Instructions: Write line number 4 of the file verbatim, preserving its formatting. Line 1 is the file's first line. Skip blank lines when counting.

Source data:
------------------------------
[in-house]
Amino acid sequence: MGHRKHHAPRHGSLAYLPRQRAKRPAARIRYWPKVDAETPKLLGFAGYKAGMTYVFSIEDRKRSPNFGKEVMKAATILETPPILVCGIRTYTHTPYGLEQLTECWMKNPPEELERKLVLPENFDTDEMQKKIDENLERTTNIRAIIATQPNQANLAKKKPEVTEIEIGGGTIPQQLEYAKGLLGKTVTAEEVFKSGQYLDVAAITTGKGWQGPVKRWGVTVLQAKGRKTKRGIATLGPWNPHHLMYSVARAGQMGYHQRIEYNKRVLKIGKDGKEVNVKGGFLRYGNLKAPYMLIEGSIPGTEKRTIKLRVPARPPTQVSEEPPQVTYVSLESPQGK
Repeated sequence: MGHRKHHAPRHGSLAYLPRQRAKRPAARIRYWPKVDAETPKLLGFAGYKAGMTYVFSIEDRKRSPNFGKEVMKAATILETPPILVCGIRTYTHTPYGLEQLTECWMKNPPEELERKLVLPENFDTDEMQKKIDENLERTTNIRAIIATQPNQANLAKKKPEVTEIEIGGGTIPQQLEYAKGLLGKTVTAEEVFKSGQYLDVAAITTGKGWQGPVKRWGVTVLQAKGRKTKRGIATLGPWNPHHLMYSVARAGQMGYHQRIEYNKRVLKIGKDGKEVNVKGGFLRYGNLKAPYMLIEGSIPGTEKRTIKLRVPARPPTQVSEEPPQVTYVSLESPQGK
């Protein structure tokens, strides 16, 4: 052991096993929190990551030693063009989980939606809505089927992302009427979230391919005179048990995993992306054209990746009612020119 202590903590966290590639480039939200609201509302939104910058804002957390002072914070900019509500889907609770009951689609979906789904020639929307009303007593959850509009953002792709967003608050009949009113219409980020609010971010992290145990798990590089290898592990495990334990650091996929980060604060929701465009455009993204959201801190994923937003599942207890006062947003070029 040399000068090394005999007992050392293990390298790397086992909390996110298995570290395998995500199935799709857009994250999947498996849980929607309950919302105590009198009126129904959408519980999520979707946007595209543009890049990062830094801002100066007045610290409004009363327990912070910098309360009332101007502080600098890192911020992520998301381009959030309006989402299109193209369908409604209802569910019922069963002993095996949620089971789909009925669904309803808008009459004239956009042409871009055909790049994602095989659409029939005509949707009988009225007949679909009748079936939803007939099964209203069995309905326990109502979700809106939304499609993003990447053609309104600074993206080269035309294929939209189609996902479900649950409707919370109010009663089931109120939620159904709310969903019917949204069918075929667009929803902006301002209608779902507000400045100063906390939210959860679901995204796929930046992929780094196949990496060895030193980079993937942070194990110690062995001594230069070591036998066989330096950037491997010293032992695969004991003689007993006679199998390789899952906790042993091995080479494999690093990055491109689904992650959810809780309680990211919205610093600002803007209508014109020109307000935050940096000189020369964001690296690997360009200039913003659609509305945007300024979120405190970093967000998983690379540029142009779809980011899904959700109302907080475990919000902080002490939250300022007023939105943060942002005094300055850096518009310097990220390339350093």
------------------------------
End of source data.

């Protein structure tokens, strides 16, 4: 052991096993929190990551030693063009989980939606809505089927992302009427979230391919005179048990995993992306054209990746009612020119 202590903590966290590639480039939200609201509302939104910058804002957390002072914070900019509500889907609770009951689609979906789904020639929307009303007593959850509009953002792709967003608050009949009113219409980020609010971010992290145990798990590089290898592990495990334990650091996929980060604060929701465009455009993204959201801190994923937003599942207890006062947003070029 040399000068090394005999007992050392293990390298790397086992909390996110298995570290395998995500199935799709857009994250999947498996849980929607309950919302105590009198009126129904959408519980999520979707946007595209543009890049990062830094801002100066007045610290409004009363327990912070910098309360009332101007502080600098890192911020992520998301381009959030309006989402299109193209369908409604209802569910019922069963002993095996949620089971789909009925669904309803808008009459004239956009042409871009055909790049994602095989659409029939005509949707009988009225007949679909009748079936939803007939099964209203069995309905326990109502979700809106939304499609993003990447053609309104600074993206080269035309294929939209189609996902479900649950409707919370109010009663089931109120939620159904709310969903019917949204069918075929667009929803902006301002209608779902507000400045100063906390939210959860679901995204796929930046992929780094196949990496060895030193980079993937942070194990110690062995001594230069070591036998066989330096950037491997010293032992695969004991003689007993006679199998390789899952906790042993091995080479494999690093990055491109689904992650959810809780309680990211919205610093600002803007209508014109020109307000935050940096000189020369964001690296690997360009200039913003659609509305945007300024979120405190970093967000998983690379540029142009779809980011899904959700109302907080475990919000902080002490939250300022007023939105943060942002005094300055850096518009310097990220390339350093």